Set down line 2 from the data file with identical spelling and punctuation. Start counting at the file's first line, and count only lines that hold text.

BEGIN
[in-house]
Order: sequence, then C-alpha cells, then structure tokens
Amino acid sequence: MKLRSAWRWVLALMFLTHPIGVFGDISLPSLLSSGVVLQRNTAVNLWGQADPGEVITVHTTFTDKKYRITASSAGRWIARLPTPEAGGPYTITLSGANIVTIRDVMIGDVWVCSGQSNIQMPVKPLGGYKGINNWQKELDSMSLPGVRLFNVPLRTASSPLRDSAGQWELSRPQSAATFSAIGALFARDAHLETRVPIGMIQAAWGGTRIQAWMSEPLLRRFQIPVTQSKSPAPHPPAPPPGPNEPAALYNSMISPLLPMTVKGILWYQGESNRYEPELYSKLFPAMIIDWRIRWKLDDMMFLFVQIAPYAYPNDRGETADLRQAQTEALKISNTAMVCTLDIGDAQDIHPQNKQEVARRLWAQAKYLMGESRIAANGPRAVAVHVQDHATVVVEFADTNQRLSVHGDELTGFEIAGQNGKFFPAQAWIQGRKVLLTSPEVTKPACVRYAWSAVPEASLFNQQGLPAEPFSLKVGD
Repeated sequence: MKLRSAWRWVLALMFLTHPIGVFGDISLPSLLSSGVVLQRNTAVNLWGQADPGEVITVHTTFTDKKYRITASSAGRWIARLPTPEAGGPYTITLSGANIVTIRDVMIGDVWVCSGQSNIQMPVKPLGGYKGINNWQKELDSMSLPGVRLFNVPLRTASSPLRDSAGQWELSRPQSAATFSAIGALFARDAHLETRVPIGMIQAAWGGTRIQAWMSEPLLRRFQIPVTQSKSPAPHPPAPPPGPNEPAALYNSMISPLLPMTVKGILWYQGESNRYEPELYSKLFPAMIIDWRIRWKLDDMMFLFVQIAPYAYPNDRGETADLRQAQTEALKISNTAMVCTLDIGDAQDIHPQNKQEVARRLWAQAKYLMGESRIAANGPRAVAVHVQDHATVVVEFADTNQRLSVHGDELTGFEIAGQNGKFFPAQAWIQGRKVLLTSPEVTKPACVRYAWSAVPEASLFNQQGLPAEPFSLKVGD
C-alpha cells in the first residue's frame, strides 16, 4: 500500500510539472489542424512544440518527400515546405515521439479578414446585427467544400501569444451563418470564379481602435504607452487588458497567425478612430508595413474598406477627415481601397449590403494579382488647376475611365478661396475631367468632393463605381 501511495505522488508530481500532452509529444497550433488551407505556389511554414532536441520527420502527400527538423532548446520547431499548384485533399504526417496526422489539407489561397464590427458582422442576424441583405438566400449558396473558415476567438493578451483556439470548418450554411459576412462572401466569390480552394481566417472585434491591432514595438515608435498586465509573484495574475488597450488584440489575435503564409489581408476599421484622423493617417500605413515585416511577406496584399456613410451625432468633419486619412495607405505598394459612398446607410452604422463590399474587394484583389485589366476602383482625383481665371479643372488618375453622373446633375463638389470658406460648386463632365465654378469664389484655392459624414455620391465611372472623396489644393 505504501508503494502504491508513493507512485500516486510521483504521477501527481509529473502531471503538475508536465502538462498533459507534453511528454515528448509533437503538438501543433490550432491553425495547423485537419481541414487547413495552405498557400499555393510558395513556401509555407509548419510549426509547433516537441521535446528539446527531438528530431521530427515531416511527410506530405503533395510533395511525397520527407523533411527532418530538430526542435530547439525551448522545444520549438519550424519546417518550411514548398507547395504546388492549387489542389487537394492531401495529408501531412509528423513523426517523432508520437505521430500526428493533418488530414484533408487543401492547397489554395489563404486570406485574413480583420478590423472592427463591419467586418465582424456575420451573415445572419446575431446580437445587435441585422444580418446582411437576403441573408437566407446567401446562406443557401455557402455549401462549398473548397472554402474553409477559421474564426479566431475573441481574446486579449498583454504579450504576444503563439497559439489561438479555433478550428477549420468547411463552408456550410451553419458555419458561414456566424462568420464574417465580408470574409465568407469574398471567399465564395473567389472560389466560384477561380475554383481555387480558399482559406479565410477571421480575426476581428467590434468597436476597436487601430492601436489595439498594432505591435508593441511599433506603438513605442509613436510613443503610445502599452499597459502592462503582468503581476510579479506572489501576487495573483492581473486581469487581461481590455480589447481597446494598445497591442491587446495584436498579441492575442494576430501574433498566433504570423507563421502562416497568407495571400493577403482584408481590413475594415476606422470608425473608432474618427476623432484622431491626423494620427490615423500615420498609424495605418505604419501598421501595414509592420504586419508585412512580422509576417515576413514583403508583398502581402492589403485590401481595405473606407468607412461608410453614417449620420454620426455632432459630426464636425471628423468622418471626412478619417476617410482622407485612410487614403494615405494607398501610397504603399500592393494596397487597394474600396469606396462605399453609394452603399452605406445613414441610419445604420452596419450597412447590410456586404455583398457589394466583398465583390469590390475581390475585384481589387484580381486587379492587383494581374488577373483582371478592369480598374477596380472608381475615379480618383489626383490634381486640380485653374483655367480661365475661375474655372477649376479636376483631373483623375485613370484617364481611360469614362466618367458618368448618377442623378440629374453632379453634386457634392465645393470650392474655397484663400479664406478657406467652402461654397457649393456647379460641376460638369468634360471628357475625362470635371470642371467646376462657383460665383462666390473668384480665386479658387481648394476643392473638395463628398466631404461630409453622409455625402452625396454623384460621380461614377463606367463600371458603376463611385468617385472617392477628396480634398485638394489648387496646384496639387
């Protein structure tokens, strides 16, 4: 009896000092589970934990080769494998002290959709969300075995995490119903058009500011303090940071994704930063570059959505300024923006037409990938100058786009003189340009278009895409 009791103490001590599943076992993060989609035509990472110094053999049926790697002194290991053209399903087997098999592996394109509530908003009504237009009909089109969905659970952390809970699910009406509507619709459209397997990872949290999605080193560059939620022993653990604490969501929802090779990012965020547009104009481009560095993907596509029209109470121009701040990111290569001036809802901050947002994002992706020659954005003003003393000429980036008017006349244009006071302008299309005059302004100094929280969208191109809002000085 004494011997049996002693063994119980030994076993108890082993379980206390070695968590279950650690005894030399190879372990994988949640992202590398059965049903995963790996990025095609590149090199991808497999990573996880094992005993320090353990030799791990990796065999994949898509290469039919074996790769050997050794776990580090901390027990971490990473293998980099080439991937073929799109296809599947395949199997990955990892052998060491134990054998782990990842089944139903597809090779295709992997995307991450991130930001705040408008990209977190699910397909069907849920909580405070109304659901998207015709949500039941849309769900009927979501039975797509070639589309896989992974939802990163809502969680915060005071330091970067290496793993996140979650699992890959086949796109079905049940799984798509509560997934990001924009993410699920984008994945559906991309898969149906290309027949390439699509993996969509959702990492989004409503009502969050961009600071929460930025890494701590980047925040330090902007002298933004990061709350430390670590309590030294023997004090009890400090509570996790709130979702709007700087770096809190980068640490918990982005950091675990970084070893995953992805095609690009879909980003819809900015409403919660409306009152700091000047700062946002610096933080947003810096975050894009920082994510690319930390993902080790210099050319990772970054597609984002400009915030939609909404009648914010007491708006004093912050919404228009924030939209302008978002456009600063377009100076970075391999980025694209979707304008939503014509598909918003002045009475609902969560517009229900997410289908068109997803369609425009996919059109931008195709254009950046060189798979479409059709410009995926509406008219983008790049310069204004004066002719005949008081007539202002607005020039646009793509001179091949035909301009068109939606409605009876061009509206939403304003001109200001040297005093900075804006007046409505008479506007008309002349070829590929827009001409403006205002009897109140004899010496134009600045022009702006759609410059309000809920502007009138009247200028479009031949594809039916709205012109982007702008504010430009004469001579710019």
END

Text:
Order: sequence, then C-alpha cells, then structure tokens